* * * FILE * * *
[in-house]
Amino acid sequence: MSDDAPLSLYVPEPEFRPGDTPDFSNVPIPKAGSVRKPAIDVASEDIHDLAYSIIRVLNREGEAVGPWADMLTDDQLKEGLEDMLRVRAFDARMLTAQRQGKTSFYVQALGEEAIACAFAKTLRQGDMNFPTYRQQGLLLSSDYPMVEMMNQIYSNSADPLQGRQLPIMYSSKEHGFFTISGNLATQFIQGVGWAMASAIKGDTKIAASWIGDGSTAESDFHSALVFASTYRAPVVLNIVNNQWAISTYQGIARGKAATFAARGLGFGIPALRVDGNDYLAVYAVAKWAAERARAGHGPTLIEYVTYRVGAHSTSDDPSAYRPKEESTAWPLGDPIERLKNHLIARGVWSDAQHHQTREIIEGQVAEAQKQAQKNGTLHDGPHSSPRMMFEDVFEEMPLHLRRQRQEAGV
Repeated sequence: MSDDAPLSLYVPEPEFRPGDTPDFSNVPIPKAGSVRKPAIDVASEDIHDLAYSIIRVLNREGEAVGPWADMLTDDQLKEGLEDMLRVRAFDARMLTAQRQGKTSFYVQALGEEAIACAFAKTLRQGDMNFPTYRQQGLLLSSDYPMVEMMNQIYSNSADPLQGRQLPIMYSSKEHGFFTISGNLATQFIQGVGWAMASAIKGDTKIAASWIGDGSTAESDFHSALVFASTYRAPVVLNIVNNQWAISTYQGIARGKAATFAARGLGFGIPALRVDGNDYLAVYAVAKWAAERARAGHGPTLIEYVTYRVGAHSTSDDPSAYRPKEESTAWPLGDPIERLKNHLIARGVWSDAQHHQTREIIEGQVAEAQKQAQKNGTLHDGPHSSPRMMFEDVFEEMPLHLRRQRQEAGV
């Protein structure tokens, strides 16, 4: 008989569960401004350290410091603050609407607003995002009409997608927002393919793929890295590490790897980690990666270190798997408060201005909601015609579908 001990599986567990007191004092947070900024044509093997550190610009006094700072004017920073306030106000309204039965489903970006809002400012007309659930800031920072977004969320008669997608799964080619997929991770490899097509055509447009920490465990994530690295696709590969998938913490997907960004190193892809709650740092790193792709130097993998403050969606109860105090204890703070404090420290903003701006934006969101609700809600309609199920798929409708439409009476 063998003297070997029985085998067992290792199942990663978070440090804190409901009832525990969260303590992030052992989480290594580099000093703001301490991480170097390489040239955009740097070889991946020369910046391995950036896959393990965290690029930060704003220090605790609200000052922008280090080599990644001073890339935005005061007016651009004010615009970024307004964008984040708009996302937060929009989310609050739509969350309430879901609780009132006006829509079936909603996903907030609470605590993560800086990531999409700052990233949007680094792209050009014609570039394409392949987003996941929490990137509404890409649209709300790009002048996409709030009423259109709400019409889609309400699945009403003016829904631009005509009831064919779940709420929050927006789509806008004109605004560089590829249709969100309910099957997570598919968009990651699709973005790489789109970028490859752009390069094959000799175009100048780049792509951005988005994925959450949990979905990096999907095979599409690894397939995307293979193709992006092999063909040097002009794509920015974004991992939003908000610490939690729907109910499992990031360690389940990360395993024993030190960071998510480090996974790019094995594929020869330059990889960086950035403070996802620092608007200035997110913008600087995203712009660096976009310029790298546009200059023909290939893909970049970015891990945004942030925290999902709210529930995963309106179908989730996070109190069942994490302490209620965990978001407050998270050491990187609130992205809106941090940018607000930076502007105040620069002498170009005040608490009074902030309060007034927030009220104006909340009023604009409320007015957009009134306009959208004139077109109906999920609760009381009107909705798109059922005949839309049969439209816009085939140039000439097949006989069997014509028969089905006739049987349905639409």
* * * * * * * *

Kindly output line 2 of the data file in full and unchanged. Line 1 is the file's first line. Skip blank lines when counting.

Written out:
Amino acid sequence: MSDDAPLSLYVPEPEFRPGDTPDFSNVPIPKAGSVRKPAIDVASEDIHDLAYSIIRVLNREGEAVGPWADMLTDDQLKEGLEDMLRVRAFDARMLTAQRQGKTSFYVQALGEEAIACAFAKTLRQGDMNFPTYRQQGLLLSSDYPMVEMMNQIYSNSADPLQGRQLPIMYSSKEHGFFTISGNLATQFIQGVGWAMASAIKGDTKIAASWIGDGSTAESDFHSALVFASTYRAPVVLNIVNNQWAISTYQGIARGKAATFAARGLGFGIPALRVDGNDYLAVYAVAKWAAERARAGHGPTLIEYVTYRVGAHSTSDDPSAYRPKEESTAWPLGDPIERLKNHLIARGVWSDAQHHQTREIIEGQVAEAQKQAQKNGTLHDGPHSSPRMMFEDVFEEMPLHLRRQRQEAGV